Then I remembered my barefoot walking resolution. Without a child on my hand I would be able to focus on where I walked more. Perfect! Instead of putting on my walking shoes I slid my feet in a pair of simple flip-flops while hoisting my daughter on my back. Barefoot walking, we’re on!
When I reached the dirt path through the fields I kicked my flip-flops off. The first challenge was to pick them up again with a 12kg pack on my back. The second was walking in a manner that even mildly passed for relaxing.
The extra weight on my back made me feel heavier and less balanced. In fact, it felt like every little stone and pebble under my feet felt like a complete boulder. Every step felt irksome, and I started to feel jumpy and slightly annoyed.
After a few meters I decided to put on my flip-flops again: This isn’t how barefoot walking is supposed to be. The conclusion:
Note to self: Don’t give barefoot walking a try when you have your 12kg kid in a carrier on your back 😉
— Nathalie / Want for Wellness (@wantforwellness) 11 juli 2018
Barefoot walking attempt 2
This beautiful Saturday morning, I had a couple of hours to myself. The Mister took our daughter to a family visit to grandpa, and I decided on a quiet brunch in a little restaurant that can be reached by walking through the woods and the fields next to our house.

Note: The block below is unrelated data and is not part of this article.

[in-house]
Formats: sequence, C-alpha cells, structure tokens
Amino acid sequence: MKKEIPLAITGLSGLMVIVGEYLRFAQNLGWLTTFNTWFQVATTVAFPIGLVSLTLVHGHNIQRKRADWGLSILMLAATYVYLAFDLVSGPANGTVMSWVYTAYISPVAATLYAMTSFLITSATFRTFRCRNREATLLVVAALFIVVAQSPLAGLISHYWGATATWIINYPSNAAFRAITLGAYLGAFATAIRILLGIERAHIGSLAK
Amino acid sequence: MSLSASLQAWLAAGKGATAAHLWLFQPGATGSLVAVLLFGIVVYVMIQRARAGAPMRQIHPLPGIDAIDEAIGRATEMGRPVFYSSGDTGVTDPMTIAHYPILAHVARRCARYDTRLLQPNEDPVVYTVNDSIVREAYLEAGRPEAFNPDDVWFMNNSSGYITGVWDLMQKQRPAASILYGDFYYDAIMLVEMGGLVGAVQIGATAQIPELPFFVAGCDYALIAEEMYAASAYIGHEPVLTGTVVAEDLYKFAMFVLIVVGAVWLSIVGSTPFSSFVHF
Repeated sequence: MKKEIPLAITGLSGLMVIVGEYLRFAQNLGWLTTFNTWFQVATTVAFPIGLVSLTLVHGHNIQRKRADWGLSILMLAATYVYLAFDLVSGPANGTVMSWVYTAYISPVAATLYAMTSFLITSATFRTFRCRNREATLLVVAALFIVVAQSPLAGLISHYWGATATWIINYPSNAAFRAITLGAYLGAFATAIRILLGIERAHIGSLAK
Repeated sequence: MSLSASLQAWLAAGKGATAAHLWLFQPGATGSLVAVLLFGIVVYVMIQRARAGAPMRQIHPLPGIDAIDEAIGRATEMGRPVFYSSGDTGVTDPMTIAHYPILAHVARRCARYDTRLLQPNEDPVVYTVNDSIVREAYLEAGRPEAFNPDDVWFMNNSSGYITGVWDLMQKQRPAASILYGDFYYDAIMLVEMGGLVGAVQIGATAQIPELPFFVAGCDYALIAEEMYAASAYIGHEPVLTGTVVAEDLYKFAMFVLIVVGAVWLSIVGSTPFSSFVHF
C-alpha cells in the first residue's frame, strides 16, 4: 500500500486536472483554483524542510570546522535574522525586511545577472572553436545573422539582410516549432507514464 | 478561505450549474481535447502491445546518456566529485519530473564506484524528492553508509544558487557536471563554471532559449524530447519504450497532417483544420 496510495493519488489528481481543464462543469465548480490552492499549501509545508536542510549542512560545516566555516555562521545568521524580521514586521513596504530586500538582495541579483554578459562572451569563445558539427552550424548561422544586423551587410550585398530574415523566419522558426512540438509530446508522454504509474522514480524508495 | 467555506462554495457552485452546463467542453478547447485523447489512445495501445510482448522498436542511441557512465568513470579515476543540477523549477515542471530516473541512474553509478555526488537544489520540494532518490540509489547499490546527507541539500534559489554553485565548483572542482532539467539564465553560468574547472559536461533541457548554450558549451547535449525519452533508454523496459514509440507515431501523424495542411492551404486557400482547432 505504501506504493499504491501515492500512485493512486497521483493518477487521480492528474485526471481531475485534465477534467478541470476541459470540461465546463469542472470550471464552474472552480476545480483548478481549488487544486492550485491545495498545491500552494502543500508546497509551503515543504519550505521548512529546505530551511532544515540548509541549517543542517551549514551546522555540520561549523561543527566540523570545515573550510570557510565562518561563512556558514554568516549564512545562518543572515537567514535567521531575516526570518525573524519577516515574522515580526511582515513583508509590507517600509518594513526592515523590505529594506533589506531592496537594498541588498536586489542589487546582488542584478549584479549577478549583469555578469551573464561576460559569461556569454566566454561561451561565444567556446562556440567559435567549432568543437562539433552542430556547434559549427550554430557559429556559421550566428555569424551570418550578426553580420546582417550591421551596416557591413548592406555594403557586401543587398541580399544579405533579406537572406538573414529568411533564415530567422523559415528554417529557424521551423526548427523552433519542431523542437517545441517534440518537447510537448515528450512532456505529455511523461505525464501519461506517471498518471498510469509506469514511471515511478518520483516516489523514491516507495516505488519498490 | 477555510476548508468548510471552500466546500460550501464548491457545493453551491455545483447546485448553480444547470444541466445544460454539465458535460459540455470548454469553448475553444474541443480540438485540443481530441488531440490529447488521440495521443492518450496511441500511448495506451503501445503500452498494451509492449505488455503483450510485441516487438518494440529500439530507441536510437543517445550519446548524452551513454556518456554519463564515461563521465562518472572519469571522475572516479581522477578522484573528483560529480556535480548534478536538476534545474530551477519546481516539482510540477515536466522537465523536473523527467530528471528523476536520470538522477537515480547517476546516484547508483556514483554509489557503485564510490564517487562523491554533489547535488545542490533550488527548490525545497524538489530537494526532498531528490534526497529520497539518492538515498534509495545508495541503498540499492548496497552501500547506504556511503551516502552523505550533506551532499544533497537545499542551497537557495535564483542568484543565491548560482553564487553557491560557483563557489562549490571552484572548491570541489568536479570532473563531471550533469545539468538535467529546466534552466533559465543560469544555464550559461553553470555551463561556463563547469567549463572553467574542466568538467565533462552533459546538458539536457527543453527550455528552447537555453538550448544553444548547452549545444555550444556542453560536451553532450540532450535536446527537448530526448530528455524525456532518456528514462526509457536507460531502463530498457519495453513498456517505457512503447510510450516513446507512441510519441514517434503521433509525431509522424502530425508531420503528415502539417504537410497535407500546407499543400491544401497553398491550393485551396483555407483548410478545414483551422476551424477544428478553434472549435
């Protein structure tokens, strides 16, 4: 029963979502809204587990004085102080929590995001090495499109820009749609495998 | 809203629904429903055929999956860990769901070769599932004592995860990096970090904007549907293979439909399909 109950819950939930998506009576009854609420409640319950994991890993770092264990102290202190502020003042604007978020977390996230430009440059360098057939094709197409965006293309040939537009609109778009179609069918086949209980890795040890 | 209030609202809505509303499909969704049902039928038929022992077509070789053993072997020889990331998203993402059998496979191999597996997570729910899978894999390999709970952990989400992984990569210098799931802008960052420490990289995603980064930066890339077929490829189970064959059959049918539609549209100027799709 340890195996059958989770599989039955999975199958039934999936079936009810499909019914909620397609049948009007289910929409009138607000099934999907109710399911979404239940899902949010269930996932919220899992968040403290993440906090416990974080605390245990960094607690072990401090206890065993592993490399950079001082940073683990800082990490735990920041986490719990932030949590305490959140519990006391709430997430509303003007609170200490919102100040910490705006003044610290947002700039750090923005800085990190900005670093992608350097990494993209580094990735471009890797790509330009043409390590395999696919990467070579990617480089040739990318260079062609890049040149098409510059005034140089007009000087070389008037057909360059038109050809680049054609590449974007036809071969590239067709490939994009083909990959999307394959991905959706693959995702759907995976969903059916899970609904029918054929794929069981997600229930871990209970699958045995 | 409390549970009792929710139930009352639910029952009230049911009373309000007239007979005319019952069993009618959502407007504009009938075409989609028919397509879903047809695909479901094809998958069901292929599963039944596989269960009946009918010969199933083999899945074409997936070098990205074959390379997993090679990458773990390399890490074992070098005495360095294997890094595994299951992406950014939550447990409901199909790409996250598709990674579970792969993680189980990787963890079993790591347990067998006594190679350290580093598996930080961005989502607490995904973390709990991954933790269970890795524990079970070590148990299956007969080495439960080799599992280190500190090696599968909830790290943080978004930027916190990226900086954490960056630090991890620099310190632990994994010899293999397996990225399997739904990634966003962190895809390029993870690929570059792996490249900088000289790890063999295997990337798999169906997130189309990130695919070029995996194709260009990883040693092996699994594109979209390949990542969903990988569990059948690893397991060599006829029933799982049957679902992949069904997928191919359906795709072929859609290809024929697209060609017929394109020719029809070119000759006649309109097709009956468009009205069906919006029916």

When I finished my food I tucked my book away, kicked off my flip-flops and started the journey home.
I immediately noticed that when I took my shoes off, the concept of walking got an entirely different meaning. Although I was mostly set on travelling home, I immediately appreciated the movement and the exercise more.
The feeling of the foresty ground beneath my soles forced me to slow down, and to take a closer look where I wanted to position my feet. It actually felt rather pleasant to be fully focussed on walking, rather than the chores that still awaited me at home.
I hate to sound too much like a tv-salesman, but the difference from walking with flip-flops was staggering. In a good way.
When I saw a fallen tree reaching over the creek I decided to climb it and dip my toes in the water. Something I love, but usually refrain from doing when I’m wearing any shoes – because dang, there’s little I detest more than wet shoes and socks.
Walking barefoot made my stroll a lot more mindful – forcing me to focus on the moment, rather than whatever keeps my thoughts occupied after a busy week. It was refreshing. And terribly easy: All it took was kicking off my shoes.
When I finally decided to make my journey home a priority, I only decided to put on my flip-flops again when the dirt-path through the fields proved to be too hot underneath my feet. I didn’t want my soles scorched, but admittedly, I didn’t like putting on my flip-flops again much. Immediately I felt the rush of walking home at a higher speed again.
To my surprise, my feet weren’t even that dirty from my little stroll. Bonus!